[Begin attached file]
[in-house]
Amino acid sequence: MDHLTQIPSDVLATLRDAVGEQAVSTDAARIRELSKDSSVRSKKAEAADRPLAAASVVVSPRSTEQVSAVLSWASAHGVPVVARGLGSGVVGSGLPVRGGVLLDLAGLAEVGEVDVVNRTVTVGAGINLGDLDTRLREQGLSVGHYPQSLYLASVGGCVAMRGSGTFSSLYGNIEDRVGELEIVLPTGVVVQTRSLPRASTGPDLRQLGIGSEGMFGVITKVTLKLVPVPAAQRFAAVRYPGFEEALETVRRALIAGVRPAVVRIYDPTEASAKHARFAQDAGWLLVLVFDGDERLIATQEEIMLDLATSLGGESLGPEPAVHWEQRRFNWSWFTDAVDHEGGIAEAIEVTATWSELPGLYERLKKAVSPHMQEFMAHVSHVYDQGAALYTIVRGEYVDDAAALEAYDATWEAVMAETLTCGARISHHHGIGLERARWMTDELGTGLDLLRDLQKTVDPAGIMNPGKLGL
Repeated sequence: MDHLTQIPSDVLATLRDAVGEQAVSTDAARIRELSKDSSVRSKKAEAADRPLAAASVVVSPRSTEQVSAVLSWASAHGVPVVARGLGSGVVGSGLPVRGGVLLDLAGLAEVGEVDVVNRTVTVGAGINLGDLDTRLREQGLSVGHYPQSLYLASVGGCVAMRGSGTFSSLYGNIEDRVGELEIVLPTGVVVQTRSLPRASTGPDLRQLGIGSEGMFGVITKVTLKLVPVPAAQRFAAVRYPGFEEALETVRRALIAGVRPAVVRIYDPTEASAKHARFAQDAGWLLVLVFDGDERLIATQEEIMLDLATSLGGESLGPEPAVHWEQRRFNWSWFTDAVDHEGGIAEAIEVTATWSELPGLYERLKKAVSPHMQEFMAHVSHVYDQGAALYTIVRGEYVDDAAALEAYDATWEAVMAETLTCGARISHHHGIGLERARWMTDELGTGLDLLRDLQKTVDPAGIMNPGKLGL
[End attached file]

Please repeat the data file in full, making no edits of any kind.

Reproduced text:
[in-house]
Amino acid sequence: MDHLTQIPSDVLATLRDAVGEQAVSTDAARIRELSKDSSVRSKKAEAADRPLAAASVVVSPRSTEQVSAVLSWASAHGVPVVARGLGSGVVGSGLPVRGGVLLDLAGLAEVGEVDVVNRTVTVGAGINLGDLDTRLREQGLSVGHYPQSLYLASVGGCVAMRGSGTFSSLYGNIEDRVGELEIVLPTGVVVQTRSLPRASTGPDLRQLGIGSEGMFGVITKVTLKLVPVPAAQRFAAVRYPGFEEALETVRRALIAGVRPAVVRIYDPTEASAKHARFAQDAGWLLVLVFDGDERLIATQEEIMLDLATSLGGESLGPEPAVHWEQRRFNWSWFTDAVDHEGGIAEAIEVTATWSELPGLYERLKKAVSPHMQEFMAHVSHVYDQGAALYTIVRGEYVDDAAALEAYDATWEAVMAETLTCGARISHHHGIGLERARWMTDELGTGLDLLRDLQKTVDPAGIMNPGKLGL
Repeated sequence: MDHLTQIPSDVLATLRDAVGEQAVSTDAARIRELSKDSSVRSKKAEAADRPLAAASVVVSPRSTEQVSAVLSWASAHGVPVVARGLGSGVVGSGLPVRGGVLLDLAGLAEVGEVDVVNRTVTVGAGINLGDLDTRLREQGLSVGHYPQSLYLASVGGCVAMRGSGTFSSLYGNIEDRVGELEIVLPTGVVVQTRSLPRASTGPDLRQLGIGSEGMFGVITKVTLKLVPVPAAQRFAAVRYPGFEEALETVRRALIAGVRPAVVRIYDPTEASAKHARFAQDAGWLLVLVFDGDERLIATQEEIMLDLATSLGGESLGPEPAVHWEQRRFNWSWFTDAVDHEGGIAEAIEVTATWSELPGLYERLKKAVSPHMQEFMAHVSHVYDQGAALYTIVRGEYVDDAAALEAYDATWEAVMAETLTCGARISHHHGIGLERARWMTDELGTGLDLLRDLQKTVDPAGIMNPGKLGL